A to Z of MS
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A to Z of MS Baclofen (Lioresal)
Baclofen is a drug that has a long history of use as a treatment for spasticity and spasms in multiple sclerosis. The NICE Guideline suggests that baclofen should be the first drug used when treating MS spasticity.
How baclofen works
When someone experiences spasticity, the affected muscles remain in the contracted 'on' state as the balancing message to relax ('off') is interrupted or blocked by the damage caused by MS. Baclofen is a type of drug known as a gamma aminobutyric acid (GABA)-B receptor agonist, which means that it affects the transmission of messages between nerve cells. This reduces the transmission of the messages causing muscles to contract.
How is baclofen given?
Baclofen is taken orally, either as a tablet or as a liquid. Medication can be increased in steps until the desired effect is achieved or side effects become a problem. For people with more advanced spasticity, the drug can be administered directly into the spine (intrathecally) using an implanted pump.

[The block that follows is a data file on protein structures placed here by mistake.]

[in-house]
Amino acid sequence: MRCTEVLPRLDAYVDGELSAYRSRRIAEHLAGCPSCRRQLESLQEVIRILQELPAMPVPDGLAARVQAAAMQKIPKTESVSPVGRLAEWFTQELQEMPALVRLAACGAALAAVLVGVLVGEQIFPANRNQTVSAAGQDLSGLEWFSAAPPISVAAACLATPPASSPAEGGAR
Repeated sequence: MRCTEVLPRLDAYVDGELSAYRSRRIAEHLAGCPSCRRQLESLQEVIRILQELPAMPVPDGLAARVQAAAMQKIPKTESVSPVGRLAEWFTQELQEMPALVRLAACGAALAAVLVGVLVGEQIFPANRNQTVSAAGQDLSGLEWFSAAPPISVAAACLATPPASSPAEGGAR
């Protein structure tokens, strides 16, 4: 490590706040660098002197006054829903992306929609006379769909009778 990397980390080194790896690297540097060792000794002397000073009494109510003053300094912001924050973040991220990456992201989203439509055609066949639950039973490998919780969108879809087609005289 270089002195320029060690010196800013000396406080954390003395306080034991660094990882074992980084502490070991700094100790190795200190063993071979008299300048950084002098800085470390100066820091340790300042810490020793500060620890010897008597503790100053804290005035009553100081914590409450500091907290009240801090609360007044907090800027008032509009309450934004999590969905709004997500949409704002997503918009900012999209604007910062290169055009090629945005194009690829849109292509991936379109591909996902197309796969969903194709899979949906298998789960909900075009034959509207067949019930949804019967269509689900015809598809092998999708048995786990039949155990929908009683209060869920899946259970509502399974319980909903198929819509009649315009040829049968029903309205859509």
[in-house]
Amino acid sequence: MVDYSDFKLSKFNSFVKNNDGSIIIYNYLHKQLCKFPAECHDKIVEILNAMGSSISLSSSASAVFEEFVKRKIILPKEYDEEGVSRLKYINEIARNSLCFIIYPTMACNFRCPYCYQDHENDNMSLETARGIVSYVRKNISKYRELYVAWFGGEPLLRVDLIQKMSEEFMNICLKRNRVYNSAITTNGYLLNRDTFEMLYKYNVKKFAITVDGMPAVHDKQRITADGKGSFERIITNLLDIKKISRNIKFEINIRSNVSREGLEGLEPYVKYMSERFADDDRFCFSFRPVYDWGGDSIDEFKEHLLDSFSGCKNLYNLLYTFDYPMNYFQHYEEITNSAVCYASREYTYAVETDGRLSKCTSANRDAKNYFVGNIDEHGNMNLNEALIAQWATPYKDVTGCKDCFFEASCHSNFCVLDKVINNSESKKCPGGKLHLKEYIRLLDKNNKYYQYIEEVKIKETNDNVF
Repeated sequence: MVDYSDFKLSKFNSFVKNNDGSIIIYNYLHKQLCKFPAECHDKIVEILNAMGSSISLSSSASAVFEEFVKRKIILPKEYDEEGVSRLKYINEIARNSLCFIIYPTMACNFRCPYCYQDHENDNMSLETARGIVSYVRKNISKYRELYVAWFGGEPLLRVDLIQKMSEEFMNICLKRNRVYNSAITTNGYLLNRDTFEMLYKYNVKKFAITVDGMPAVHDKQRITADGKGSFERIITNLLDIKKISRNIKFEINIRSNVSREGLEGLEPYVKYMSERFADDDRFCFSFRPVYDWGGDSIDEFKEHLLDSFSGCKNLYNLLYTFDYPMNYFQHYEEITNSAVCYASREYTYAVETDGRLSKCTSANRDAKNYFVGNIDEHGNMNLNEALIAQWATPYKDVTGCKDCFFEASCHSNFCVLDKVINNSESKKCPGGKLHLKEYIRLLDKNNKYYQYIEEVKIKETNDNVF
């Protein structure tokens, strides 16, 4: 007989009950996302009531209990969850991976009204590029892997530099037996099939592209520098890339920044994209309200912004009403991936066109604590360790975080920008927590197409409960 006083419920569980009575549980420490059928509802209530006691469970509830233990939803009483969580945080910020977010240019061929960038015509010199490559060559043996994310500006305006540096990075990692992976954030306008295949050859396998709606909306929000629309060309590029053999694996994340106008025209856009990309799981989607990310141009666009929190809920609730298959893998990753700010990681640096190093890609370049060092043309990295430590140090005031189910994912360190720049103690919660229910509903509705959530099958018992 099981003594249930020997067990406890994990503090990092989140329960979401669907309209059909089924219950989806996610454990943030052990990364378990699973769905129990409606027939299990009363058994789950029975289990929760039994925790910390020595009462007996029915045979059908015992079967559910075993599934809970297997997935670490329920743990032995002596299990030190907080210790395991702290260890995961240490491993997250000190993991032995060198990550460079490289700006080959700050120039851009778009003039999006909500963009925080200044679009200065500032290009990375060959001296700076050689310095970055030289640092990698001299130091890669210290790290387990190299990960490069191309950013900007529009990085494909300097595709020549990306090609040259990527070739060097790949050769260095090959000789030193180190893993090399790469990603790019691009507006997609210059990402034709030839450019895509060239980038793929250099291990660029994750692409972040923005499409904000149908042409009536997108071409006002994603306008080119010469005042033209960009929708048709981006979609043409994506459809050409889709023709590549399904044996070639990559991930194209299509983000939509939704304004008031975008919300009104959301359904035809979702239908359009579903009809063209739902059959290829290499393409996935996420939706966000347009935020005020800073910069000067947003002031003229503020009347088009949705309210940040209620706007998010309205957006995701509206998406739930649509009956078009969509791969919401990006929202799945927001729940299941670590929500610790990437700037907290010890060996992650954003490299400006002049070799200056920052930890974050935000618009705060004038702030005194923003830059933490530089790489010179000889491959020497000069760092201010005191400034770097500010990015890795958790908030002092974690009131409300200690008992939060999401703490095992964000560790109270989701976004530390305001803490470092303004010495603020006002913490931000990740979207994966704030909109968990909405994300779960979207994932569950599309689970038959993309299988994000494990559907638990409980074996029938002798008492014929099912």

Side effects and contraindications
Side effects affect about 45% of people taking baclofen. These include drowsiness, fatigue, dizziness and difficulty sleeping. If the dose is too high, muscle tone can be reduced too much leading to weakness. Abrupt discontinuation may result in severe withdrawal symptoms, which include hallucinations and seizures, so discontinuation of treatment requires the gradual reduction of the daily dose.